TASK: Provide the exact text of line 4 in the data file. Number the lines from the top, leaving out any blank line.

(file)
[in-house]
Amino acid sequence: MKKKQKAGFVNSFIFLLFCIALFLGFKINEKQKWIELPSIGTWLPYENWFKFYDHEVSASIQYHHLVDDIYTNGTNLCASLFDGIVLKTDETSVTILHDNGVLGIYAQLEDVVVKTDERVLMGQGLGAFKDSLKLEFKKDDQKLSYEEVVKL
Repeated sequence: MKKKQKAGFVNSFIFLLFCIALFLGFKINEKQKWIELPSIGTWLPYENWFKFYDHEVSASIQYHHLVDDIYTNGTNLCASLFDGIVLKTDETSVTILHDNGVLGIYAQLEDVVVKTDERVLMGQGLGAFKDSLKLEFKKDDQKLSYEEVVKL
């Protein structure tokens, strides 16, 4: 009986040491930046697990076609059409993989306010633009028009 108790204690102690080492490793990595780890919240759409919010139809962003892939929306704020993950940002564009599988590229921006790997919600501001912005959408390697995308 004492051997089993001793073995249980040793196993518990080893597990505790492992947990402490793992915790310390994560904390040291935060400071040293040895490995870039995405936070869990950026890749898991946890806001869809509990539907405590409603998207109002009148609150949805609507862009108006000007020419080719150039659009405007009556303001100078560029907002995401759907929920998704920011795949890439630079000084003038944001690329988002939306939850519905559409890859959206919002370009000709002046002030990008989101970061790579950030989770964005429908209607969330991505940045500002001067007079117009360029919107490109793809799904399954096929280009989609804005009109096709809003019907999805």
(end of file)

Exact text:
């Protein structure tokens, strides 16, 4: 009986040491930046697990076609059409993989306010633009028009 108790204690102690080492490793990595780890919240759409919010139809962003892939929306704020993950940002564009599988590229921006790997919600501001912005959408390697995308 004492051997089993001793073995249980040793196993518990080893597990505790492992947990402490793992915790310390994560904390040291935060400071040293040895490995870039995405936070869990950026890749898991946890806001869809509990539907405590409603998207109002009148609150949805609507862009108006000007020419080719150039659009405007009556303001100078560029907002995401759907929920998704920011795949890439630079000084003038944001690329988002939306939850519905559409890859959206919002370009000709002046002030990008989101970061790579950030989770964005429908209607969330991505940045500002001067007079117009360029919107490109793809799904399954096929280009989609804005009109096709809003019907999805």